UC BERKELEY (visited 7/16/12)
Berkeley lives up to the “Big-name schools don’t have to try” motto. We got to tour the campus, but they clearly were not going to go out of their way for us. The only “special treatment” we got was that we met the tour guide in front of the fountain by the main building where they start the tours instead of congregating inside. This is the first college of the 30 I’ve toured as part of group of college counselors that did not even send an admissions representative to say hello to the group, even though we were there during summer, not in the middle of travel or reading season.
Berkeley is the first UC school to be established, hence the nickname of “Cal” (a little like Chapel Hill is called Carolina). It was originally a Mining, Agricultural, and Architectural school and still boasts a functioning mine on campus. The campus is extensive and feels a little schizophrenic rather than cohesive. Buildings seemed to have been added randomly without thought to what was around it. It was not an attractive campus, but it did have a lively feel to it: it was packed with students and with people touring so I felt like we got more of a sense of what campus life is really like for the students.
The tour guide said that students have to fight for everything here; a counselor remarked after the tour that a person would have to have really sharp elbows to do well at Berkeley, but someone else said that she had sent a student there who did not have those sharp elbows and she did ok. A third person described Berkeley students as falling into three types: the go-getters with the elbows, the athletes who are in their own little world, and the drifters. “It’s Berkeley. You have people who are naked, people who are smoking pot, and people who are riding unicycles – sometimes all at the same time.”
96% of freshman live on campus, and two years of housing is guaranteed; 10% of students live in Greek housing. The tour guide said that finding off-campus housing is a HUGE hassle, and it takes a lot of looking on Craig’s List and other places to find anything decent. There are some co-ops where students can work in the house for reduced R&B costs. Our tour guide said that parking on campus is a problem, but if students change their license and registration to Berkeley, they can park in the city for free. They also get a free bus pass with their student ID card, and there are zip cars on campus for use. 4000 students own bikes on campus, but there is no bike share program. The gym costs $10 a semester to use which is the first time I’ve heard of a gym on campus costing extra (not including things like the specialty classes like Zumba) – although other places just build that cost into the mandatory fees, so here they can opt out if they want. Berkeley has 33 club sports and 9 intramurals in addition to their DI level varsity teams. Students have to pay for sport tickets, but the cost seemed reasonable and there tended to be decent turn-outs for games.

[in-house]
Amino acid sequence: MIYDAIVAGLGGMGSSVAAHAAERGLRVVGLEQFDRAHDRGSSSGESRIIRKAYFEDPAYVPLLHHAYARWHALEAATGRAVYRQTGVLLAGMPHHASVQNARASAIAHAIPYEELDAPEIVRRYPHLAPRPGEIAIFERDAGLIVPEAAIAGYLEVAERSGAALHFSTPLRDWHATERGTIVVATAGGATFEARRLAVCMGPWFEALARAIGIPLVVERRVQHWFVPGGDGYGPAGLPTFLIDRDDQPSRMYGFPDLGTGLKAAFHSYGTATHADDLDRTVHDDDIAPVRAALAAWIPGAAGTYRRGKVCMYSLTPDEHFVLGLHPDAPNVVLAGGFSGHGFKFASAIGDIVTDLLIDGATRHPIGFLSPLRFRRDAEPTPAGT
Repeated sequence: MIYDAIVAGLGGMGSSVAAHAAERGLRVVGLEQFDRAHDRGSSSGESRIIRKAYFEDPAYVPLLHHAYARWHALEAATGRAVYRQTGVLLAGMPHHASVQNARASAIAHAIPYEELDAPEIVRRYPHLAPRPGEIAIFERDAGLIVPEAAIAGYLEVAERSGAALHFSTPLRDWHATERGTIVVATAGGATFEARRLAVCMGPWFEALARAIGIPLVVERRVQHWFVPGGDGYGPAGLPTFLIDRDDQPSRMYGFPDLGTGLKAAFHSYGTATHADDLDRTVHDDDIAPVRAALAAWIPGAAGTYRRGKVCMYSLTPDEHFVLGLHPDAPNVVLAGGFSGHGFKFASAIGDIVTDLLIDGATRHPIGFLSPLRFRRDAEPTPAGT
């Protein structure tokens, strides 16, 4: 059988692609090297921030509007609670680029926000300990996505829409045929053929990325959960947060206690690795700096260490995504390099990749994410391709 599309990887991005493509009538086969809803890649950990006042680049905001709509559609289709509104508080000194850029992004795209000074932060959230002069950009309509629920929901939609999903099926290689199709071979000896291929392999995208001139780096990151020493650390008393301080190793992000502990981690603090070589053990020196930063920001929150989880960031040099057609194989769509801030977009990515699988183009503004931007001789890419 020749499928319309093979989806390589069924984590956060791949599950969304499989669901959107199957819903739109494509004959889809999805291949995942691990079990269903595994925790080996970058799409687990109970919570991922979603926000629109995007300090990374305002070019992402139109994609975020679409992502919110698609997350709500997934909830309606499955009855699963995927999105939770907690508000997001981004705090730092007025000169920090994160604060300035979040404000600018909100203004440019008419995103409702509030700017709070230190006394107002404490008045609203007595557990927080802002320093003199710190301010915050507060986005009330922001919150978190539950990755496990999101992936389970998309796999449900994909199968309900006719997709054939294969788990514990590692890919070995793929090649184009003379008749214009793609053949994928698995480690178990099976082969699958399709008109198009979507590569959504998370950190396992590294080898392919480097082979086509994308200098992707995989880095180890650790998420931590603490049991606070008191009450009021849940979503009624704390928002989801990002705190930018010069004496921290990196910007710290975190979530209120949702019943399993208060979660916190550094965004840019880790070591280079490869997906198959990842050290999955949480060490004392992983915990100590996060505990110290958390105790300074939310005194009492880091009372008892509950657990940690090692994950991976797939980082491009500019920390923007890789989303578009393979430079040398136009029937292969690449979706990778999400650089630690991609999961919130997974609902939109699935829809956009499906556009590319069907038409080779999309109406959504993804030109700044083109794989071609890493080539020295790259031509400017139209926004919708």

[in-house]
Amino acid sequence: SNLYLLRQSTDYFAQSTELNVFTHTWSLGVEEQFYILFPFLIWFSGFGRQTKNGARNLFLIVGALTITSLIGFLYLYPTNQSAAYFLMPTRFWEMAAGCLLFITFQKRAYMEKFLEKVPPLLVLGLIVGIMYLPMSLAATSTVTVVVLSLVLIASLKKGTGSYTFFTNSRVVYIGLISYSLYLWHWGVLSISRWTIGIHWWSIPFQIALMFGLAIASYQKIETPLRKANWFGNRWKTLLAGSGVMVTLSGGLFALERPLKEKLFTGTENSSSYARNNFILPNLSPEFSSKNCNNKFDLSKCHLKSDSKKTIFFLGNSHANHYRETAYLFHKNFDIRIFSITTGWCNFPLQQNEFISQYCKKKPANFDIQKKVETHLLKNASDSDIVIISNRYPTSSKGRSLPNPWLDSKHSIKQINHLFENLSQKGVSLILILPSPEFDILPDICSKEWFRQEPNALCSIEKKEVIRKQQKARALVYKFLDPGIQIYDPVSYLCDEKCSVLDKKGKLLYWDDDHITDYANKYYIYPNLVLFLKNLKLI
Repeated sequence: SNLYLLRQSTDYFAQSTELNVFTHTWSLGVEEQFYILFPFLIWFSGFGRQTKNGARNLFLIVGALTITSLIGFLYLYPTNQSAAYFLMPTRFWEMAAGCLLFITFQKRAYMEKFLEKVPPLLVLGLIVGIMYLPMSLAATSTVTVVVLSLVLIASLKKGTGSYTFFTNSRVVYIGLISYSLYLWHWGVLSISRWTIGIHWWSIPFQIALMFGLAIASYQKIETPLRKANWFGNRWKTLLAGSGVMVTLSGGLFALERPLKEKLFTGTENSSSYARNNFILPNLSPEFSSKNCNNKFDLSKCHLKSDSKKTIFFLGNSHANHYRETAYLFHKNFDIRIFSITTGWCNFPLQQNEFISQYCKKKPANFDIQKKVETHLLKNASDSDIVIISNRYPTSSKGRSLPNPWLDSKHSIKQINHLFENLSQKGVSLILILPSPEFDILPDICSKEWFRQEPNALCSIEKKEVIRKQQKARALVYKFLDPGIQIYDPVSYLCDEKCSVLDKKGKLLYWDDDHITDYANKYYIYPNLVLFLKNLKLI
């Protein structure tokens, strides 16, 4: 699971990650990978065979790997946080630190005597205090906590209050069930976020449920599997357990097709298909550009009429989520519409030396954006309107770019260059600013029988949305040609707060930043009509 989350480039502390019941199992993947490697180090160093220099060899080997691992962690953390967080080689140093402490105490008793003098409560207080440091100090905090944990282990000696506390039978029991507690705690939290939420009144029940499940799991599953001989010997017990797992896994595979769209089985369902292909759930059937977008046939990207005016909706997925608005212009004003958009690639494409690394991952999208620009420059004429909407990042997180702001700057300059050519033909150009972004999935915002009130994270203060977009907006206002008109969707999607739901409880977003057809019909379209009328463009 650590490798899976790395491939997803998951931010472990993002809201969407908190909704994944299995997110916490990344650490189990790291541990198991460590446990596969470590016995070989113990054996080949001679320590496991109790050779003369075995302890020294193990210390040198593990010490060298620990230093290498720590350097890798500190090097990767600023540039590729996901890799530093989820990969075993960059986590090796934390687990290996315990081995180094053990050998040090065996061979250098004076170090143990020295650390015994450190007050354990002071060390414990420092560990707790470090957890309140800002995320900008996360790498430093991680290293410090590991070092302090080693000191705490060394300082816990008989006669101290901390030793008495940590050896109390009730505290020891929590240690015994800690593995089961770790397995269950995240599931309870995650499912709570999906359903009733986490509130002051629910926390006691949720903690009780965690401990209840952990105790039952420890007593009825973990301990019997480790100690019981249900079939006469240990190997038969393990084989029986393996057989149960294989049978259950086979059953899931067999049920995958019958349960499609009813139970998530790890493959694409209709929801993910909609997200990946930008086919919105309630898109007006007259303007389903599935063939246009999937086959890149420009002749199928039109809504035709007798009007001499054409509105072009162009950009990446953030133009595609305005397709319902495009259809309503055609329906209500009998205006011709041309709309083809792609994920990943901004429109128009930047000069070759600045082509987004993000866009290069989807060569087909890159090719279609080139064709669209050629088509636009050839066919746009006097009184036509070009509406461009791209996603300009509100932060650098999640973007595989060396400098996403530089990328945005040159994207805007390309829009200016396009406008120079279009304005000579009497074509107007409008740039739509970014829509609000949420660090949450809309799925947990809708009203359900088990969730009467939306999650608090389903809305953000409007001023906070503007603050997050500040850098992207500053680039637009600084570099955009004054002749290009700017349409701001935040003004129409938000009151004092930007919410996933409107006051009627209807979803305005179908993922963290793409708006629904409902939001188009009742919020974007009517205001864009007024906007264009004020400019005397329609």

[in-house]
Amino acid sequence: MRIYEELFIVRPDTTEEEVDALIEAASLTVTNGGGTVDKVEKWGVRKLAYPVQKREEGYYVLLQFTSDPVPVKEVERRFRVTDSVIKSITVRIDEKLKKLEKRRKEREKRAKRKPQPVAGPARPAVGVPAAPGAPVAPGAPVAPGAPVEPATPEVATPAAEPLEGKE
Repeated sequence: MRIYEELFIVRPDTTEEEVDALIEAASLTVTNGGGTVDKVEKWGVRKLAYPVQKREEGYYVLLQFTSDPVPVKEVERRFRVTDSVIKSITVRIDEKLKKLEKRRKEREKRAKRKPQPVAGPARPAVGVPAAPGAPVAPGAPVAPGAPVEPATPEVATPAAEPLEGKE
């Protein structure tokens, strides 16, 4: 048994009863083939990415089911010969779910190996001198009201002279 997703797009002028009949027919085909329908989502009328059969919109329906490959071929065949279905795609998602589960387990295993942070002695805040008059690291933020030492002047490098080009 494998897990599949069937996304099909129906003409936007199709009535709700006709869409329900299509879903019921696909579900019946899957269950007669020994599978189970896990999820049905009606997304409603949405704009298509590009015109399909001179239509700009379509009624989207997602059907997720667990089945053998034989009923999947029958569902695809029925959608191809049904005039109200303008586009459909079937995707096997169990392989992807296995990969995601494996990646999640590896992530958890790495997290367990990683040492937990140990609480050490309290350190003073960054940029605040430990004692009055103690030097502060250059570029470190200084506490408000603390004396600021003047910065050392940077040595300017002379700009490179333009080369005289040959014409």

Our tour guide said that it’s not too difficult to get classes that they need as long as they are flexible, persistent, or think outside of the box (ie, take another class earlier than they anticipated, take a different class to fulfill a requirement, or keep checking online to see if a spot opened up). Class registration happens in phases: they can register for 10 credits in phase 1, 5 credits in phase 2, and the remainder in phase 3. All phase 1s happen (for seniors down to freshman) happen before phase 2 starts. Seniority partly plays into the process. Our tour guide came in with sophomore standing because of APs, but added the disclaimer that “It’s Berkeley. Most people come in as sophomores because of APs.” However, most people don’t choose to graduate in three years; instead, they choose to double major or study abroad. DeCal, or Democratic California, offers classes run by other students in areas of interest and expertise. Examples include Hip-hop, the History of Burma, Sociology of Sex in the City, Scrabble, Stream Clean-up, etc. Students can earn 2-4 credits on a P/NP basis. They also offer Freshman/ Sophomore seminars (mixed groups) in a variety of topics. Our tour guide took Linguistics of South Africa. Her largest class was in the hundreds, but she did take a Seminar class with fewer than 20.
- There are no door handles on most of the doors of the Chancellor’s building. This comes from the Free Speech Movement when students chained the doors shut to lock in the Chancellor until he listened to their demands. Now school policy states that doors can only have 1 handle per set of doors so they can’t be chained shut, a policy that is illustrated directly across from the Chancellor’s building on the library.
- They have an underground library under one of the quads that is the size of 4 football fields. It connects several of the buildings around the quad.
- The Bell Tower is the third tallest in the world (the others being in Europe). There are concerts three times a day utilizing the 68 bells. Students can learn how to play them, and many of the concerts are student run. The floors in the tower house a music library as well as holdings from La Brea Tar pits.